Great post Dr Novak. I heard some commentator the other day talking about how Howard and Costello ‘neglected’ the supply side and conveniently ignored the labour supply effects of income tax reductions. Presumably, the said commentator would have preferred higher taxes and rail projects that generated higher costs than benefits.
    Where has the term ‘bracket creep’ gone in the current debate? In my view, the Howard Costello tax cuts were not much more than a bit of bracket creep foregone. When I started studying economics in the mid 1990s, bracket creep was central to the debate over income tax.

  5. Rabz

    In my view, the Howard Costello tax cuts were not much more than a bit of bracket creep foregone.

    Excellent point.

    And don’t forget the most significant HoWARd/Costello tax cuts of the lot – the reductions granted to compensate for the introduction of the GST.

    What a missed opportunity that was for our beloved progressives – a massive new consumption tax and no income tax cuts to boot – there’d be none of this whining discussion about ‘structural defects’ if that ‘courageous’ course of action had been taken!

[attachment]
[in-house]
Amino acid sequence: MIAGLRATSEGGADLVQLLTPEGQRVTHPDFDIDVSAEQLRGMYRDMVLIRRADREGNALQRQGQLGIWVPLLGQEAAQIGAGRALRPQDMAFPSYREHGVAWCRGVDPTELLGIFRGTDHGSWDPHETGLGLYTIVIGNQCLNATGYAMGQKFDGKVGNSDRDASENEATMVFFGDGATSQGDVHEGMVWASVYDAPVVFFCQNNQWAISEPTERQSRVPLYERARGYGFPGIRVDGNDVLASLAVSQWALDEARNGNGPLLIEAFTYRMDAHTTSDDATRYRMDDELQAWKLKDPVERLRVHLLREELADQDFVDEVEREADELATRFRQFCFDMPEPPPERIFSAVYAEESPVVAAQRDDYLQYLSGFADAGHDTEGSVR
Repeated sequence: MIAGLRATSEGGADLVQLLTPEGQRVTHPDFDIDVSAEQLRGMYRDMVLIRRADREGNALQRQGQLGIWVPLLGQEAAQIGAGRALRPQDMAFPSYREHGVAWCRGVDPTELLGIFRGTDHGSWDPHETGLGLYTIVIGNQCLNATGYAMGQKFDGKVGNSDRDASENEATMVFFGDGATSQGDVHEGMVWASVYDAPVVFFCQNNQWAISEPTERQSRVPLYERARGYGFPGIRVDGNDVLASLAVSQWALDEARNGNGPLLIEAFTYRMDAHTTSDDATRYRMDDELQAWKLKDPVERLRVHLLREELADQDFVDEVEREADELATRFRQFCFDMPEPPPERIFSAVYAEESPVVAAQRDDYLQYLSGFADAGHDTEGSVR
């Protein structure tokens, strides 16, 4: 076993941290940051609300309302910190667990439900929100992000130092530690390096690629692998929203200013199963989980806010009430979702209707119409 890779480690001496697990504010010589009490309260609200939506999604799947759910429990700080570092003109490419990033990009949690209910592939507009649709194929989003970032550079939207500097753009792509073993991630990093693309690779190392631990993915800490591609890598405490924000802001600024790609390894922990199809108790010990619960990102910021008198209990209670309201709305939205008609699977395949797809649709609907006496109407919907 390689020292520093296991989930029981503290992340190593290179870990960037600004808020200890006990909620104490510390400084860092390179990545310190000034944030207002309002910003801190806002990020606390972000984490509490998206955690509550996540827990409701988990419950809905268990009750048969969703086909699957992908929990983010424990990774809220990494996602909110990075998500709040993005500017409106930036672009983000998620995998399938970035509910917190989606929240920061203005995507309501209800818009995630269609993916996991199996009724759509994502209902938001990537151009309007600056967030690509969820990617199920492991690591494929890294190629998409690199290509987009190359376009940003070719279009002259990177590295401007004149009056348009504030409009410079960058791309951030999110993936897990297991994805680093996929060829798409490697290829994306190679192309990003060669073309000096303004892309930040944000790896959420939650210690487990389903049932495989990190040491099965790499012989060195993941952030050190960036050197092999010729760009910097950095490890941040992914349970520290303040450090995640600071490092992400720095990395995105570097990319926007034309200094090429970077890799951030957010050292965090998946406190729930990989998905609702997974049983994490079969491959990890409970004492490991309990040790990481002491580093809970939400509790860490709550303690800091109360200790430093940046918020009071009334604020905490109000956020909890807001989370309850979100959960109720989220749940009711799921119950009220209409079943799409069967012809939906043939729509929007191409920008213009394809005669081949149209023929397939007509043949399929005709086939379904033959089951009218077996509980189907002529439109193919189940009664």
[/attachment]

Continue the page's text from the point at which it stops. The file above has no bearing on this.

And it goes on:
6. Julie Novak

    Rabz – yes, the overspending problem as, really, as clear as day, and one doesn’t need to go through the trouble of estimating the artifact of a structural budget balance to discover that point. The federal government expenditure-to-GDP ratio has increased over the life of the Rudd-Gillard government, so much so that it has overspent in the circumstances thereby borrowing heavily.

    Skuter – yes, thanks for the reminder, I do recall that the Howard income tax cuts barely compensated for the bracket creep effect. Agree that bracket creep effects within a progressive income tax rate structure still remains an important problem, even if professional economists in Australia have tended to ignore it, or downplay it, for a fair while.